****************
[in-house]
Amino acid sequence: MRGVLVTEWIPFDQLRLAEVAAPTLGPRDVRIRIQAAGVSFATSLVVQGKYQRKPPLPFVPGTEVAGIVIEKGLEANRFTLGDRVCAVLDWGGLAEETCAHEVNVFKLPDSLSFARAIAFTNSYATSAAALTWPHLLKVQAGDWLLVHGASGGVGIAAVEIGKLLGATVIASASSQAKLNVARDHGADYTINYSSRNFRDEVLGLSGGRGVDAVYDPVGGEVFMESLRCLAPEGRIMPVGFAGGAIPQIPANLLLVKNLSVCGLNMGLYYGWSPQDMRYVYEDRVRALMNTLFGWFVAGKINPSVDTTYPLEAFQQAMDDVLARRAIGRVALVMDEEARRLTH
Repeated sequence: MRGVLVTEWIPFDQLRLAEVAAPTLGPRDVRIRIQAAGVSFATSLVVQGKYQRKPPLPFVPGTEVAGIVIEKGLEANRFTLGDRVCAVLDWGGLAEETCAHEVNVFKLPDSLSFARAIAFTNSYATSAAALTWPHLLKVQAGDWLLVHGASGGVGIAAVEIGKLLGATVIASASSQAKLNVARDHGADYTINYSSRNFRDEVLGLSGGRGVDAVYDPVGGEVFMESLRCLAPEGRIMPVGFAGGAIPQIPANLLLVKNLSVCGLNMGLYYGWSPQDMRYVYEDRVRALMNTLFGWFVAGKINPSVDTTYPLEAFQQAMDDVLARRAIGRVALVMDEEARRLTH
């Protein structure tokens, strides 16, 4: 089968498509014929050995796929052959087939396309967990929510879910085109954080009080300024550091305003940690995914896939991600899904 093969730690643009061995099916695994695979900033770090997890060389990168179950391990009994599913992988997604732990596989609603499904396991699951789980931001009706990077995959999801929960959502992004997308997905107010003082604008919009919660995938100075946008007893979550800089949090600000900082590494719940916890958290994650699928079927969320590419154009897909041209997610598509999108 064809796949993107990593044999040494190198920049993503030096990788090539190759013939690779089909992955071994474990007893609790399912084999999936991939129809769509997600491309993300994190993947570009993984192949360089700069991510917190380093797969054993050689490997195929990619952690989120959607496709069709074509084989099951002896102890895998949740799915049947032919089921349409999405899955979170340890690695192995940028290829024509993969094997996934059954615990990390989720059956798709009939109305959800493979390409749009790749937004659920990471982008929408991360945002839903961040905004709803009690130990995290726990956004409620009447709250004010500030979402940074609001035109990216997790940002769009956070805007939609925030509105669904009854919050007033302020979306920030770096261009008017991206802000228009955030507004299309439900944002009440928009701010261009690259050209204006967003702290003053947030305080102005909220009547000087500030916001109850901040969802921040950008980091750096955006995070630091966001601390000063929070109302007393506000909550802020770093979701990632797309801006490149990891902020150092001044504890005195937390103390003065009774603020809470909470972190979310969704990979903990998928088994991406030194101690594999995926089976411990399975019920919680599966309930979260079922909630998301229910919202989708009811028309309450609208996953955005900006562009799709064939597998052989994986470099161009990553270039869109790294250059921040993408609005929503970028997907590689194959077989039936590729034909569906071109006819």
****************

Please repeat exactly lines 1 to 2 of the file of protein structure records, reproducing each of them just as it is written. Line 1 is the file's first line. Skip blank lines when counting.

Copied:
[in-house]
Amino acid sequence: MRGVLVTEWIPFDQLRLAEVAAPTLGPRDVRIRIQAAGVSFATSLVVQGKYQRKPPLPFVPGTEVAGIVIEKGLEANRFTLGDRVCAVLDWGGLAEETCAHEVNVFKLPDSLSFARAIAFTNSYATSAAALTWPHLLKVQAGDWLLVHGASGGVGIAAVEIGKLLGATVIASASSQAKLNVARDHGADYTINYSSRNFRDEVLGLSGGRGVDAVYDPVGGEVFMESLRCLAPEGRIMPVGFAGGAIPQIPANLLLVKNLSVCGLNMGLYYGWSPQDMRYVYEDRVRALMNTLFGWFVAGKINPSVDTTYPLEAFQQAMDDVLARRAIGRVALVMDEEARRLTH